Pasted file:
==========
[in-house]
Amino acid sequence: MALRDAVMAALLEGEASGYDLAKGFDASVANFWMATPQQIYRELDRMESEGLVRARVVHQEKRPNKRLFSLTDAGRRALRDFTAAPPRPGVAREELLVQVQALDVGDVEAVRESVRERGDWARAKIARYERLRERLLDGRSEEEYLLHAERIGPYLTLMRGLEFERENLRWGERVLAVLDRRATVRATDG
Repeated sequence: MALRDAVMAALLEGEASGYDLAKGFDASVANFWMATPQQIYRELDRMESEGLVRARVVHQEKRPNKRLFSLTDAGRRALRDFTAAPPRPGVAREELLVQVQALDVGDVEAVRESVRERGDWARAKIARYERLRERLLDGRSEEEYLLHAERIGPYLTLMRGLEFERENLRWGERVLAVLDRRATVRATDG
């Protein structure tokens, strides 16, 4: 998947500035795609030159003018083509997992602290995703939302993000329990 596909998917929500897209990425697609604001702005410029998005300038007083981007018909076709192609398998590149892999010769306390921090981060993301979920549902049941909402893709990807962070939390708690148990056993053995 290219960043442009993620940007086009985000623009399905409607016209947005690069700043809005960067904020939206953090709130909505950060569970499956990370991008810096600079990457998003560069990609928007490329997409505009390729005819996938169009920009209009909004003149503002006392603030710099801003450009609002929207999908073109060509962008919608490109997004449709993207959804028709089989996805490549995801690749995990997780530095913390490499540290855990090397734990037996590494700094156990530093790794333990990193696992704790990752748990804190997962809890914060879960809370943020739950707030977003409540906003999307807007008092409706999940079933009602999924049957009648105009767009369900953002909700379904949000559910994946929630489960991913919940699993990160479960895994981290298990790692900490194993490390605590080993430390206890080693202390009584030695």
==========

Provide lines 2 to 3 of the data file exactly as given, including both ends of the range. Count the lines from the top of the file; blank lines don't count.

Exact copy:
Amino acid sequence: MALRDAVMAALLEGEASGYDLAKGFDASVANFWMATPQQIYRELDRMESEGLVRARVVHQEKRPNKRLFSLTDAGRRALRDFTAAPPRPGVAREELLVQVQALDVGDVEAVRESVRERGDWARAKIARYERLRERLLDGRSEEEYLLHAERIGPYLTLMRGLEFERENLRWGERVLAVLDRRATVRATDG
Repeated sequence: MALRDAVMAALLEGEASGYDLAKGFDASVANFWMATPQQIYRELDRMESEGLVRARVVHQEKRPNKRLFSLTDAGRRALRDFTAAPPRPGVAREELLVQVQALDVGDVEAVRESVRERGDWARAKIARYERLRERLLDGRSEEEYLLHAERIGPYLTLMRGLEFERENLRWGERVLAVLDRRATVRATDG